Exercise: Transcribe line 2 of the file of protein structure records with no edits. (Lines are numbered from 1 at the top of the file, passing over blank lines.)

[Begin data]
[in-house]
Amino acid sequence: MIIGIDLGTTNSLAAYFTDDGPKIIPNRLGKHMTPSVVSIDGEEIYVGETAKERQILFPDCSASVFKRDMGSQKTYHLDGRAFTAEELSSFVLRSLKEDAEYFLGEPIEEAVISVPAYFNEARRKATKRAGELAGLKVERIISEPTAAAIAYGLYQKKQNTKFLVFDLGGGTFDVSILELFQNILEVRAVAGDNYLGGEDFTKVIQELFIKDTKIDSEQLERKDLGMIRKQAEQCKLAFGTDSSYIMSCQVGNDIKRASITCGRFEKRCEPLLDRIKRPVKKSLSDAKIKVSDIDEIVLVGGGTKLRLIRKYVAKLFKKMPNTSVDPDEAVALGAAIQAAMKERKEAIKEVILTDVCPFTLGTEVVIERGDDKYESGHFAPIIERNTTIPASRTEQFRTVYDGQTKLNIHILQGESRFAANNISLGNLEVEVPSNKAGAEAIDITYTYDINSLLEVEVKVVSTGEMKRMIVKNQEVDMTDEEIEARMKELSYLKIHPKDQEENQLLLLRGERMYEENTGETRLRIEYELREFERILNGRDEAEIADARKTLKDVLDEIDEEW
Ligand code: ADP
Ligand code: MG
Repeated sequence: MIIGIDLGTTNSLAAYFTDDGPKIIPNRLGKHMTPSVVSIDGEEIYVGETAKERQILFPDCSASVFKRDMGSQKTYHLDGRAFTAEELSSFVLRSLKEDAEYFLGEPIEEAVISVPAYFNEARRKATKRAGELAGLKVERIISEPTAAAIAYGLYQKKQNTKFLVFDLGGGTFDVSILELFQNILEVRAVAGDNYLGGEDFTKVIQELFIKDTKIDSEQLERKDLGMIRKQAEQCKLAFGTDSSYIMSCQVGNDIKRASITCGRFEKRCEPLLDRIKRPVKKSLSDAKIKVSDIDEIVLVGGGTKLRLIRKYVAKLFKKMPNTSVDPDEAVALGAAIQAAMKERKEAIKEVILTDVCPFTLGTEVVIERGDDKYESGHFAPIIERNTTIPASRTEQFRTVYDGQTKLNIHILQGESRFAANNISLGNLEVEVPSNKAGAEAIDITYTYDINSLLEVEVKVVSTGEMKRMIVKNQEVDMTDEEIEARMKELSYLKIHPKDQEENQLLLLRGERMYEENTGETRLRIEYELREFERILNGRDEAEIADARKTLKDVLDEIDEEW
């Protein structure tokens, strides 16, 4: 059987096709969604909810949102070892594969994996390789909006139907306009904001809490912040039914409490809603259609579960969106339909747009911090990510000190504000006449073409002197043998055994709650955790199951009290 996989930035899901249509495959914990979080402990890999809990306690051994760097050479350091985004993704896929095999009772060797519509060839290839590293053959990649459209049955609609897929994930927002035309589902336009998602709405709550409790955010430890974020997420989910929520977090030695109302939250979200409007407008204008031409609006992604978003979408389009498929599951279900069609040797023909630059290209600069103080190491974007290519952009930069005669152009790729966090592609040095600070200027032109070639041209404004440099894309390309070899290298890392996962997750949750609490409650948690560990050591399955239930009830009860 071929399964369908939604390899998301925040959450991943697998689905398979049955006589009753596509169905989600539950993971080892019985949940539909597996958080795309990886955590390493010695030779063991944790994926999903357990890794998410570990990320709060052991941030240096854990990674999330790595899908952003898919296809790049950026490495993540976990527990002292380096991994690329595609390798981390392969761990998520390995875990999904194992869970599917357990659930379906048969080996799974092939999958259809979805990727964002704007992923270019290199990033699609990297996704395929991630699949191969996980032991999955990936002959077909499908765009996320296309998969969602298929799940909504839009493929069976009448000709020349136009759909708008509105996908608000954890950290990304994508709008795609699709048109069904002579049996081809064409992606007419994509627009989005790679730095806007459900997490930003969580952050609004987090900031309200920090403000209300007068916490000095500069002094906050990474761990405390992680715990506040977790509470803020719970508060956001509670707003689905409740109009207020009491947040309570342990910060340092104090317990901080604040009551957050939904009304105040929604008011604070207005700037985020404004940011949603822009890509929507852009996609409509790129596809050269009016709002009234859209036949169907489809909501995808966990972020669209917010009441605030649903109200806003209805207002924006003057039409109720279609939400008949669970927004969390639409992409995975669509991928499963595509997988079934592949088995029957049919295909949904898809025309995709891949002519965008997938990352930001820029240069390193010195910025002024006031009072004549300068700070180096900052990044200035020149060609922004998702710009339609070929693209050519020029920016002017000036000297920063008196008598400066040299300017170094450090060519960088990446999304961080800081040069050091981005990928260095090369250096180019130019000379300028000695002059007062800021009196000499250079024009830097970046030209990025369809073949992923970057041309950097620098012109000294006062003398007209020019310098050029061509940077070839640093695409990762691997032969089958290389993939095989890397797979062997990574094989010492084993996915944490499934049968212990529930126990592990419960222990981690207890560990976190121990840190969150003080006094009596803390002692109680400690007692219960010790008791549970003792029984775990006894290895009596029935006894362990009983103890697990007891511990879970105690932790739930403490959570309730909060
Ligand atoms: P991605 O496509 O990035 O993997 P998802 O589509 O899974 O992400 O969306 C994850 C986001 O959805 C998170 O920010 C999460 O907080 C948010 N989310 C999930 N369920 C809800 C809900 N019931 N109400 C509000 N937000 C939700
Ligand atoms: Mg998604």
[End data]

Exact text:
Amino acid sequence: MIIGIDLGTTNSLAAYFTDDGPKIIPNRLGKHMTPSVVSIDGEEIYVGETAKERQILFPDCSASVFKRDMGSQKTYHLDGRAFTAEELSSFVLRSLKEDAEYFLGEPIEEAVISVPAYFNEARRKATKRAGELAGLKVERIISEPTAAAIAYGLYQKKQNTKFLVFDLGGGTFDVSILELFQNILEVRAVAGDNYLGGEDFTKVIQELFIKDTKIDSEQLERKDLGMIRKQAEQCKLAFGTDSSYIMSCQVGNDIKRASITCGRFEKRCEPLLDRIKRPVKKSLSDAKIKVSDIDEIVLVGGGTKLRLIRKYVAKLFKKMPNTSVDPDEAVALGAAIQAAMKERKEAIKEVILTDVCPFTLGTEVVIERGDDKYESGHFAPIIERNTTIPASRTEQFRTVYDGQTKLNIHILQGESRFAANNISLGNLEVEVPSNKAGAEAIDITYTYDINSLLEVEVKVVSTGEMKRMIVKNQEVDMTDEEIEARMKELSYLKIHPKDQEENQLLLLRGERMYEENTGETRLRIEYELREFERILNGRDEAEIADARKTLKDVLDEIDEEW